Ondi Timoner seems less interested in making documentaries than immersive experiences, something both at odds and in harmony with Josh Harris, the internet pioneer and the subject of her latest documentary, “We Live in Public.” A man who claims his best friend growing up was his television, Harris made his millions by creating a web-based startup (Jupiter Communications) and selling it to Prodigy in the ’90s before spending money “like it’s sand through the fingers of time” on a Big Brother-esque bunker in New York where people volunteered to have their every movement captured on video.
Timoner was invited to bring in her own camera, and even after Harris’ bunker descended into chaos, she tagged along for his subsequent venture, a 24/7 webcam of his life with his then-girlfriend Tanya at WeLiveinPublic.com, and his unexpected life after the dot-com bubble burst. As Alison Willmore noted in her review on Indie Eye, Harris “might just be too good a subject for a film,” but Timoner’s aim is far larger than his. Just as her last film, “Dig!,” latched onto something far larger than the rock ‘n’ roll rivalry between The Brian Jonestown Massacre and The Dandy Warhols, “We Live in Public” deals with larger issues of human connectivity and isolation. Following a triumphant run at Sundance where the film picked up the nonfiction Grand Jury Prize, “We Live in Public” comes to the city in which it’s set to close out the New Directors/New Films Festival this weekend. With it comes Timoner, who talked to me about Twittering, being almost misquoted in her own movie and how her latest film is “really about you, so at the end of the movie, it’s kind of like ca-clunk. Think about it when you look down at your BlackBerry.”
When Josh first asked you to bring a camera to this thing, what kind of expectations did you have going in?
I had no idea what he was going to do. He said “Come document cultural history!” and I thought “Oh, Josh… what’s it going to be?” He said, “If you want to [do] something really special at the millennium, I’ll tell you that once you show up, I’ll make sure you get what you need.” That was his promise. I was shooting a pilot for a show that I was developing in Manhattan anyway, so it was like, let me just see what he’s doing. I went down there and it was this empty bunker. I couldn’t tell what exactly was going on, but he explained it and I just thought, I’ve got to capture this. I’ve got to be a part of this.
At what point did you know this was going to be your next feature, since you finished “Dig!” in the interim?
We thought it was a feature doc from the get go. I cut a version of the bunker alone in 2001, then the dot-com crash [happened], [and] we just stopped that project. I’m glad we did, because it took me until 2006, when I saw my first Facebook status update from someone driving down the freeway and I thought, What is that? Who cares if you’re driving down the freeway? Is this what we’re coming to? And hey, I Twitter now, too. It is fun, it is compelling to share and to be shared with. I started realizing that the bunker was actually a physical metaphor for how we react to surveillance and the Internet and this democratization of fame. We would submit to anything and everything to get attention.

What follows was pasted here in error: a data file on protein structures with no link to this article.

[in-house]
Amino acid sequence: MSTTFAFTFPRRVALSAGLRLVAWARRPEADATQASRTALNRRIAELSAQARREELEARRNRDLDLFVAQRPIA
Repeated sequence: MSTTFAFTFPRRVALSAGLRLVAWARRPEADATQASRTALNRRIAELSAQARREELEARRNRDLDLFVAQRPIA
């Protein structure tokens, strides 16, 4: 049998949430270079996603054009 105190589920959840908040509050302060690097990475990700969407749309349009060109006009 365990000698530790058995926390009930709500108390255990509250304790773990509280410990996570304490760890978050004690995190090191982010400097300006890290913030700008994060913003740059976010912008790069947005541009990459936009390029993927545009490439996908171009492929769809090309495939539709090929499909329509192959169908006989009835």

I thought it was sort of sly on your part, the way you showed your own involvement in the film, in how it was shown and how it was mentioned. Was there was an internal debate about how much to include of yourself?
Not much. I didn’t want to do the voiceover. It’s not really my style. I’m not Morgan Spurlock or Michael Moore, but I do believe that the work comes first and that the form of the film should follow the content. And every film is its own organism. My films, at a certain point, trump me. The film itself has a way that it wants to become. I tried Josh Harris doing the voiceover, I tried Jason Calacanis doing the voiceover. I was sure we had it with Jason and we totally didn’t. It did not work for this film. And it came down to, like, what about you? And I don’t like omniscient narration. I like it to come from within a story if it has to be there at all. In my film “Join Us,” one of the cult members does the V.O. In “Dig!,” Courtney’s the V.O., I’m in the story, so then it became okay, well, now I need to be physically in the story so that people can anchor with knowing that I was there and it’ll make it feel more like the film has integrity.
There was a debate over when I say “I’ve been reborn by the cereal bar [where people eat at the bunker].” They wanted me to cut it off at “I’ve been reborn,” and I was like no, I was not reborn by the bunker. At all. At times, I enjoyed [being there], but at times, I thought it was so disturbing because of the way people reacted to their chance at fame. People [were] just clamoring for attention there, being grosser and more overt and more sexual, and as much as I appreciated the whole spectacle of it, it really made me uncomfortable. I felt like I was seeing the dark side of humanity. When the movie fell into place for me in 2006 and 2007, I realized that that was part of what I was suppose to feel there, that I needed to make this film now because it’s so important for people to be conscious as they use the Internet, not unconscious.